Tag: Native American jazz musicians

Hannibal Lokumbe: Always Go With the Feeling

A BIPOC man with dreads, a dark shirt, and dark cap

For the past three years, composer/trumpeter/raconteur/poet/community activist/force of nature Hannibal Lokumbe has served as a composer-in-residence with the Philadelphia Orchestra under the auspices of Music Alive, a program which New Music USA administers in partnership with the League of American Orchestras. The culmination of this residency is Hannibal’s massive oratorio Healing Tones, which at the end of March received its world premiere performances featuring the Philadelphia Orchestra joined by two choruses and three additional vocal soloists.

Hannibal has had a long history with New Music USA and, before that, with Meet The Composer (which later merged with the American Music Center to become New Music USA). MTC supported the 1990 commission of African Portraits, Hannibal’s first large-scale work involving a symphony orchestra. African Portraits, a sprawling sonic adventure requiring blues and gospel vocal soloists, three choruses, a West African kora player, and a jazz quartet in addition to a large orchestra, has now received over 200 performances all over the country, a rare accomplishment for any contemporary American work let alone one that costs $4000 a minute to rehearse. So we have long wanted to have an opportunity to record a conversation with him about his musical career, his compositional process, and his sources of inspiration.

Our recent talk with Hannibal in Philadelphia was a 45-minute roller coaster ride that was part testimonial, part reminiscence, part philosophical manifesto, and part performance art, but all pure emotion. Many questions were left unanswered and others just led to other questions for us, some of which we probably will never be able to answer.

There was a lot to process in a very short amount of time. There were his extraordinary thoughts about Pangaea—“the spiritual land mass of humanity is music”—as well as his optimistic outlook on the future: “What our world and what our nation’s going through now is giving birth.  Birth requires some bleeding and some suffering.  But in the base of our brain is a certain knowledge, and that knowledge says that from this pain will come this treasure.” There were also tantalizing fragments of anecdotes from his storied life in music, such as taking Jimi Hendrix’s place after Hendrix died for a recording session with Gil Evans (“Gil … always saw things in a person that they might not see in themselves”) or giving advice to a young Whitney Houston (“Sister, whatever you do, follow the music.  Don’t follow the people. People will confuse you.”) Perhaps what was most poignant to me was a comment he made about why he creates such personal and idiosyncratic music:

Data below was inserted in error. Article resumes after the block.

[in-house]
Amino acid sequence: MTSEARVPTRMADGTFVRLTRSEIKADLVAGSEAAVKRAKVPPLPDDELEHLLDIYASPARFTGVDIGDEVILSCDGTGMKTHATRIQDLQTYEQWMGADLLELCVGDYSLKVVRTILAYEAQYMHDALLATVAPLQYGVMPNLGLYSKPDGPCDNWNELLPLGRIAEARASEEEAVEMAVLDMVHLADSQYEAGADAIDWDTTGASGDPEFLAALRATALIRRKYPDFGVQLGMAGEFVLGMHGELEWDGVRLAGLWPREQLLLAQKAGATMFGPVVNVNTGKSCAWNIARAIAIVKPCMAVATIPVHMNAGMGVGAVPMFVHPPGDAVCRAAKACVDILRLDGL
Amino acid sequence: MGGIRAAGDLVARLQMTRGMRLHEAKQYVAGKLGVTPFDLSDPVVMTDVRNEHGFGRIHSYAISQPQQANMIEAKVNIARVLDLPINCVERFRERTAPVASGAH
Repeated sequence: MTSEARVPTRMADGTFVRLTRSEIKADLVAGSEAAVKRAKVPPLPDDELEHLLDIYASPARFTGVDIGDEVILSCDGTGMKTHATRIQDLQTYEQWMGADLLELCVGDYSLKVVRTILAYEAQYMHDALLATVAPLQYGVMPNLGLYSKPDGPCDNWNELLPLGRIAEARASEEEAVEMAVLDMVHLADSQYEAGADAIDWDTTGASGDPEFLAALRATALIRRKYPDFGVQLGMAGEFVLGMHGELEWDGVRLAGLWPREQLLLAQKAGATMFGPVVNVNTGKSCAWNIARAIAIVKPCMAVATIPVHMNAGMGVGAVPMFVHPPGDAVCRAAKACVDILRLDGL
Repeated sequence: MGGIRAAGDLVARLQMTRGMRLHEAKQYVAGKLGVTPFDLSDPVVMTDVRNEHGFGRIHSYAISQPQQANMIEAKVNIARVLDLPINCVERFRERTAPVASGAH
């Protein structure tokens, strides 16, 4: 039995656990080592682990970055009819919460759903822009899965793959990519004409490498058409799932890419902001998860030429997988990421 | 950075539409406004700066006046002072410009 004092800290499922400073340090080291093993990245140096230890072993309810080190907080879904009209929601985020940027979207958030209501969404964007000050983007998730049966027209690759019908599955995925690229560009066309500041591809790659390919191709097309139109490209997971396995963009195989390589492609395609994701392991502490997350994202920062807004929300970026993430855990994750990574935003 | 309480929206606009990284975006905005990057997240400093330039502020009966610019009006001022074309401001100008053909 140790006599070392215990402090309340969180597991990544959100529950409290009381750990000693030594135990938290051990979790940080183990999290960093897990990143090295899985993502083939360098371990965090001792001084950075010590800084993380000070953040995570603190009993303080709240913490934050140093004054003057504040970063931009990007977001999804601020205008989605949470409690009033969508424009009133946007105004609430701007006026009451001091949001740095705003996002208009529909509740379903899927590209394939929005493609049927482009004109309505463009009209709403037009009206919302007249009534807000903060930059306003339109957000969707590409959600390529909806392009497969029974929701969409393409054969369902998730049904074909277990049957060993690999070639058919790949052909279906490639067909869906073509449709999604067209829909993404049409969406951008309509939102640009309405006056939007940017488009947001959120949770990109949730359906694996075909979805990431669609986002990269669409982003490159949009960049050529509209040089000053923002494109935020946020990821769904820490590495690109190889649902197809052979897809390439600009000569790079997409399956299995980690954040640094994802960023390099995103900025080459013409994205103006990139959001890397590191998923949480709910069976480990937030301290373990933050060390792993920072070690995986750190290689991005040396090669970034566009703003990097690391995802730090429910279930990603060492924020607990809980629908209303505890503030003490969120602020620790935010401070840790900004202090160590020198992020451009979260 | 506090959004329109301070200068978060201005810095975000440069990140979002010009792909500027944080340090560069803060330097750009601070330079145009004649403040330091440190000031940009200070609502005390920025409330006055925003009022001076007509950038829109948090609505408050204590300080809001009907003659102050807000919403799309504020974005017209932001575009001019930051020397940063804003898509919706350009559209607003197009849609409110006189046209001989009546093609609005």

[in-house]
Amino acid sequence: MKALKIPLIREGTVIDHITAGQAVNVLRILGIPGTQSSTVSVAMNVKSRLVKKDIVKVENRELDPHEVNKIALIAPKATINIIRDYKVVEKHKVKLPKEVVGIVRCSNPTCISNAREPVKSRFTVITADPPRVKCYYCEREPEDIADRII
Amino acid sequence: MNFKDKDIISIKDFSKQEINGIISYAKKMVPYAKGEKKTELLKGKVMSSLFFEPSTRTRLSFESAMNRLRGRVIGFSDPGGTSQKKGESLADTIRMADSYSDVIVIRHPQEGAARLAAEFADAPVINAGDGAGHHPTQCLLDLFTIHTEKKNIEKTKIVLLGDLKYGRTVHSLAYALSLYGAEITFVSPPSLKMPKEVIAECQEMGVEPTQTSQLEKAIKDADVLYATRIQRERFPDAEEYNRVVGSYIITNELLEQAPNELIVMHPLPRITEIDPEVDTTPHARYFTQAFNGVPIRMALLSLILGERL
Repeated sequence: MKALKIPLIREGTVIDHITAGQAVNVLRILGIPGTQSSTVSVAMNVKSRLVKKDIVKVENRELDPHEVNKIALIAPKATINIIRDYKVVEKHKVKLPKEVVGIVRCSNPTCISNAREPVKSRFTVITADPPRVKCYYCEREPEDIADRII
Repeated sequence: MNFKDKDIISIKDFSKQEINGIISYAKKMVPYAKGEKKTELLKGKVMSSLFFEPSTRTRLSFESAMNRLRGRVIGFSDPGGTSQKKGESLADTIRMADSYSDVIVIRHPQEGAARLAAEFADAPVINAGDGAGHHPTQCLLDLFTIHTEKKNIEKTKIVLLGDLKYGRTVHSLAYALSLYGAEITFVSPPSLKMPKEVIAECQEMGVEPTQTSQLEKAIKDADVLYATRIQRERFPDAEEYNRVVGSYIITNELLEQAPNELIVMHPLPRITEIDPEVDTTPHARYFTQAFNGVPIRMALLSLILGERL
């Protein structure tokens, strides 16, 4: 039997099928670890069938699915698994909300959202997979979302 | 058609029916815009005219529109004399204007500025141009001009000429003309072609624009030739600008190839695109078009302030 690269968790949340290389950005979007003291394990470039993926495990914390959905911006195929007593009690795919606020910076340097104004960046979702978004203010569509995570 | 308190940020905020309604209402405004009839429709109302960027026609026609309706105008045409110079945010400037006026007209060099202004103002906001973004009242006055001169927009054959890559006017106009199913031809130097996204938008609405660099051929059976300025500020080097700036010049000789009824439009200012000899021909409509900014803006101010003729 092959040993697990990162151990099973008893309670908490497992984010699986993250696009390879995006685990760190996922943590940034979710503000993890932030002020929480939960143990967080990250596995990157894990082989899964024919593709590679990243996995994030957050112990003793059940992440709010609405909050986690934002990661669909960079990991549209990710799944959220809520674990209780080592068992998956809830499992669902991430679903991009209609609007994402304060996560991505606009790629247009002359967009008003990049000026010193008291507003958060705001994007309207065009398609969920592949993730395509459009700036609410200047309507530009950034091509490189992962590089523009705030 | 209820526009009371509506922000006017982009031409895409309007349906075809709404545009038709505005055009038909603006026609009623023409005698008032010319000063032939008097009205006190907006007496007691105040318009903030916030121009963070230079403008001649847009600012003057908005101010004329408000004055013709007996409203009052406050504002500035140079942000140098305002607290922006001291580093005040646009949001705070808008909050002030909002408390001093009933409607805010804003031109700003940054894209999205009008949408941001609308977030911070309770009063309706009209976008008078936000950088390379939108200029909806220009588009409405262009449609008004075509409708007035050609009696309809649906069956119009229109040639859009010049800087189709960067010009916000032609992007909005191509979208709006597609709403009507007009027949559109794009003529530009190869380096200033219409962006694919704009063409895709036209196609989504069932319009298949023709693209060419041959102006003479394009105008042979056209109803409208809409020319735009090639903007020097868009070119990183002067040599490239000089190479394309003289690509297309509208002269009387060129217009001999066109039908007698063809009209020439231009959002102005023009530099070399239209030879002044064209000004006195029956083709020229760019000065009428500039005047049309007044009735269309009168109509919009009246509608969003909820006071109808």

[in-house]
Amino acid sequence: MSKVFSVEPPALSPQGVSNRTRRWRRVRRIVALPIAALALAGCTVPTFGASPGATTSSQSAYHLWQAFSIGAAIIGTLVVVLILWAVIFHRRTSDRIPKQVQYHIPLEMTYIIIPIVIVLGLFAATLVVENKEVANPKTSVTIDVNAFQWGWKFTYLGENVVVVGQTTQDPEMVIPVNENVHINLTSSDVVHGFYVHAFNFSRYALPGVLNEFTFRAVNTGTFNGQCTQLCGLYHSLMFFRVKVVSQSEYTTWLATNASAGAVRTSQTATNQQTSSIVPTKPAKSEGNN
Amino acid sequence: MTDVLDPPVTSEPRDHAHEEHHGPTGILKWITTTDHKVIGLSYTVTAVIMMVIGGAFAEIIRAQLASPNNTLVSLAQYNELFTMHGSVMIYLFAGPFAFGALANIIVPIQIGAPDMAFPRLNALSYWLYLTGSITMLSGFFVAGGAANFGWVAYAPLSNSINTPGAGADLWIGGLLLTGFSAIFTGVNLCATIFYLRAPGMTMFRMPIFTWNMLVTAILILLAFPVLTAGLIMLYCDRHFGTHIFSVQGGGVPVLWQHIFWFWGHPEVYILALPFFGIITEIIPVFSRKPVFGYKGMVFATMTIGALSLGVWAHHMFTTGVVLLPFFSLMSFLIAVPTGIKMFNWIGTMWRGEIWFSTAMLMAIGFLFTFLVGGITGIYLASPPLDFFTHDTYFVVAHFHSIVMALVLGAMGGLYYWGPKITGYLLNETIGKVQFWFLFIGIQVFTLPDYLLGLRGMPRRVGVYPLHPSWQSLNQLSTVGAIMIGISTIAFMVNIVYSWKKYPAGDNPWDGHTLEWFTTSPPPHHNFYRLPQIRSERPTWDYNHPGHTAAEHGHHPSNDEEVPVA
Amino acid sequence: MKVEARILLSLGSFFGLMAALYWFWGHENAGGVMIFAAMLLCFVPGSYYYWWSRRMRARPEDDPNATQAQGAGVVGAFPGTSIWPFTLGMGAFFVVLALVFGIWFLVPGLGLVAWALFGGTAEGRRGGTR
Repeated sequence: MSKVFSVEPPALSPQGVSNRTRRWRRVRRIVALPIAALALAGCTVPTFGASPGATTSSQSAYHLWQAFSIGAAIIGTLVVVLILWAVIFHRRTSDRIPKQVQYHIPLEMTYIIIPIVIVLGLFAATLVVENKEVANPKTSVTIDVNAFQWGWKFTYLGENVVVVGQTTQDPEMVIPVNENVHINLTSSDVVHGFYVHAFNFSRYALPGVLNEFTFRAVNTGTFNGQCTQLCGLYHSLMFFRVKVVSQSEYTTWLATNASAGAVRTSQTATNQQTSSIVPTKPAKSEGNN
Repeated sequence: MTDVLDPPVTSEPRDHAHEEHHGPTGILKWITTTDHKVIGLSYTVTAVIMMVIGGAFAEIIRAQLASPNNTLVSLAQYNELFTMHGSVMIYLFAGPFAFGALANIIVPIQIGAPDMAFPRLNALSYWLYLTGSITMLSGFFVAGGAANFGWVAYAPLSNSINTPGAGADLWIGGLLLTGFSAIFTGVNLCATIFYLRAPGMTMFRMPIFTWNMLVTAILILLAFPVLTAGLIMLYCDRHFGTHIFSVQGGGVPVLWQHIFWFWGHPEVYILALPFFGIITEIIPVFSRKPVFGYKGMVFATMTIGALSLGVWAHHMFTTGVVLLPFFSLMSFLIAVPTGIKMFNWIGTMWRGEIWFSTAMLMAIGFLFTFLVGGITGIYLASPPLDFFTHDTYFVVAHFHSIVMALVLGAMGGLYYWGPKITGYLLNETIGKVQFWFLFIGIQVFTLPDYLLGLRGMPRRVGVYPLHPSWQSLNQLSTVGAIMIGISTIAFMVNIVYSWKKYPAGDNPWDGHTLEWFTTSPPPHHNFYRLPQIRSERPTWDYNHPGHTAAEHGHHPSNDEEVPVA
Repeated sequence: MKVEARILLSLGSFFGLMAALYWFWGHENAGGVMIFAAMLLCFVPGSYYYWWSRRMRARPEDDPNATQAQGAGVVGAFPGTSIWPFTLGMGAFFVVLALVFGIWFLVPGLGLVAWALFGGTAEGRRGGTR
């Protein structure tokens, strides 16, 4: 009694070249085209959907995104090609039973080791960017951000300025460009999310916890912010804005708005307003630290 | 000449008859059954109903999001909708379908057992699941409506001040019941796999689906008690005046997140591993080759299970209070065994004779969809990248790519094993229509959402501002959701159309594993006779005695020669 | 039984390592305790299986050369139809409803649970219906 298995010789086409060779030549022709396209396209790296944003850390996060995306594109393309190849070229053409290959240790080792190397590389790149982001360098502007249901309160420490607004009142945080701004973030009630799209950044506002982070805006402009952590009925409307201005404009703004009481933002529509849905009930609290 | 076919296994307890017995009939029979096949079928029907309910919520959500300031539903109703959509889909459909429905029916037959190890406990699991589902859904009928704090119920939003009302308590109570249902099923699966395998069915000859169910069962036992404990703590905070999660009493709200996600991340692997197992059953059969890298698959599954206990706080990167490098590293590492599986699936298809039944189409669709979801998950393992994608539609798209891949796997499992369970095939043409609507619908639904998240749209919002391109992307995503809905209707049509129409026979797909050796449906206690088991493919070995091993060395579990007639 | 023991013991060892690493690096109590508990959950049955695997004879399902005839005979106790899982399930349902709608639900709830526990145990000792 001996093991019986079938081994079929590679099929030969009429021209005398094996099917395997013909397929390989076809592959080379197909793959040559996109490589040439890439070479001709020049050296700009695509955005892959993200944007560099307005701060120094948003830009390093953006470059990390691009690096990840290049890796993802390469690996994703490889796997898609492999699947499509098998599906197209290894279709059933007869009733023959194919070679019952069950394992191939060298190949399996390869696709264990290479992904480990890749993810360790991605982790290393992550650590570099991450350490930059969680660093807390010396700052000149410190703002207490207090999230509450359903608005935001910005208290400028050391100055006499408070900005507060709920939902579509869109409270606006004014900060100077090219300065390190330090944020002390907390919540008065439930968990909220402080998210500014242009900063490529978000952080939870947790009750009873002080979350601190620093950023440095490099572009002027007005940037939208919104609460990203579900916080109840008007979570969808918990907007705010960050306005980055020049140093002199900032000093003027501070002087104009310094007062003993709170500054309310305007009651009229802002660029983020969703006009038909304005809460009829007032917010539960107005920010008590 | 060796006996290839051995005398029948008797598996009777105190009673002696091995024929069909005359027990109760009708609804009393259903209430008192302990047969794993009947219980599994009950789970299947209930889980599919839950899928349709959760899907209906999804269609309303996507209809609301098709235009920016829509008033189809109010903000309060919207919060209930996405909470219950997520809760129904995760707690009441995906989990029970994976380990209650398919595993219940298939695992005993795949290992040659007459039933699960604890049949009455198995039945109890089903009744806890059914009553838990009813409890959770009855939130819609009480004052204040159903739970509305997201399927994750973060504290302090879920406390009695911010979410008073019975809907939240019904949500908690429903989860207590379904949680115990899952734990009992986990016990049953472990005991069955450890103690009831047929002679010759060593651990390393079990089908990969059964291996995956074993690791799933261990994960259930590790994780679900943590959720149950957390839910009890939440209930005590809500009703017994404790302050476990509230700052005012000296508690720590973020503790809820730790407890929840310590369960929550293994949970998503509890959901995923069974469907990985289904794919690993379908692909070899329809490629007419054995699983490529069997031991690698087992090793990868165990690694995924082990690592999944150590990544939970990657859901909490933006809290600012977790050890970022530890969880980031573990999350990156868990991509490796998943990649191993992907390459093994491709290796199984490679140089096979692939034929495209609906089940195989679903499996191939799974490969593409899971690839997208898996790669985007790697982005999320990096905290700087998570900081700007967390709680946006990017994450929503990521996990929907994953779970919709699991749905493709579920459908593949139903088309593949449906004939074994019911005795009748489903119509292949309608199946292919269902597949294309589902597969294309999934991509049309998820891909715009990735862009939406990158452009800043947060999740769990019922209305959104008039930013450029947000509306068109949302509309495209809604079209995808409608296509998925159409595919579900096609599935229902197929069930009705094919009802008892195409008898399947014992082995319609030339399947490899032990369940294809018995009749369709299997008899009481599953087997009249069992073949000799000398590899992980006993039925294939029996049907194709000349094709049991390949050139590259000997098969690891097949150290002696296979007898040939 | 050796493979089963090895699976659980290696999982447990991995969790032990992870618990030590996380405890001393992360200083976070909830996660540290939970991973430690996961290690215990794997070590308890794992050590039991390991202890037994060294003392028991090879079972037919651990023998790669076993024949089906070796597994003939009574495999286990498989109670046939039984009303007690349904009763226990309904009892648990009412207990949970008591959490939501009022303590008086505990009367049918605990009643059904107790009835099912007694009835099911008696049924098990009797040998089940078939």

“It would be a disgrace to my ancestors to try to tell someone else’s story, which I could not do.  I could emulate it. I could emulate Bach. I could emulate Brahms. I have the technical skill to do that, but it would be dishonest.”

Hannibal Lokumbe in conversation with Frank J. Oteri at the Kimmel Center in Philadelphia
March 13, 2019—12:30 p.m.
Video presentation by Molly Sheridan

JAM Session

JAM Logo
Tuesday was International Jazz Day (IJD) and marked the end of Jazz Appreciation Month (JAM), a title that April has held since JAM was launched by the Smithsonian National Museum of American History in 2002. The news of JAM had been heralded in July of the previous year with the help of the cross-musical boundaries composer-producer Quincy Jones, a man who epitomizes last year’s JAM theme, “Jazz Crossing Borders and Cultures.” As if to underscore this, Jones, who began his career as a big-band arranger, has composed music for film (In Cold Blood, The Pawnbroker, The Heat of the Night), television (The Bill Cosby Show, Ironside, Sanford and Son), and produced albums for Aretha Franklin (Hey Now Hey) and Michael Jackson (Thriller), was inducted into the Rock and Roll Hall of Fame earlier this month. But IJD hasn’t been around as long as JAM, nor is it under the auspices of the Smithsonian. April 30 was designated as IJD by the United Nations Educational, Scientific and Cultural Organization (UNESCO) in November of 2011, making last Tuesday the first anniversary of IJD.

The logo of JAM includes the motto: “Spontaneous. Never Ordinary. Completely Genuine.” Of course, I immediately found something fairy tale-ish about this, but the motto continues, “Made in America. Enjoyed Worldwide.” which struck me as integral to the genre, as well as the day (discounting that Tuesday was also the second day of Colorado’s Air Quality Awareness Week 2013).

After all, jazz did start somewhere in America and rather quickly became popular in Europe and, by the end of World War II, was played by local musicians on every continent. The early dissemination of the music in Europe was through records exported from America. In 1919, the year after James Reese Europe brought his Harlem Hellfighters, a military marching band that played syncopated music, the Original Dixieland Jass Band arrived in London. The group opened their tour at the Hippodrome in April, performing and recording in the foggy town until they returned to America in July of 1920. By the end of World War I, jazz had taken root in virtually every major city in Europe, eventually becoming a symbol of the decadence of Germany’s Weimar nightlife and banned in Hitler’s Third Reich. During this period of Nazi oppression jazz musicians like Django Reinhardt would compose and perform original music that might be considered “unjazzlike” until 1946, when jazz musicians were no longer under the threat of persecution. It was at this same time that a teenage pianist in Japan named Toshiko Akiyoshi began playing piano professionally in venues that catered to American servicemen, sending her ground-breaking career into motion. So, by the time jazz became known to high-brow America at the end of WWI, it had also become known abroad, and by the time it was accepted in America as a musical art form after WWII, it was being played all over the world. In a sense, jazz was a vital component of the 20th-century thrust towards globalization that currently defines humanity in the second decade of its 21st. Jazz, which originated somewhere, and somehow, in America, is now a globally relevant cultural commodity, so it is only fitting that the last day of JAM is celebrated with IJD.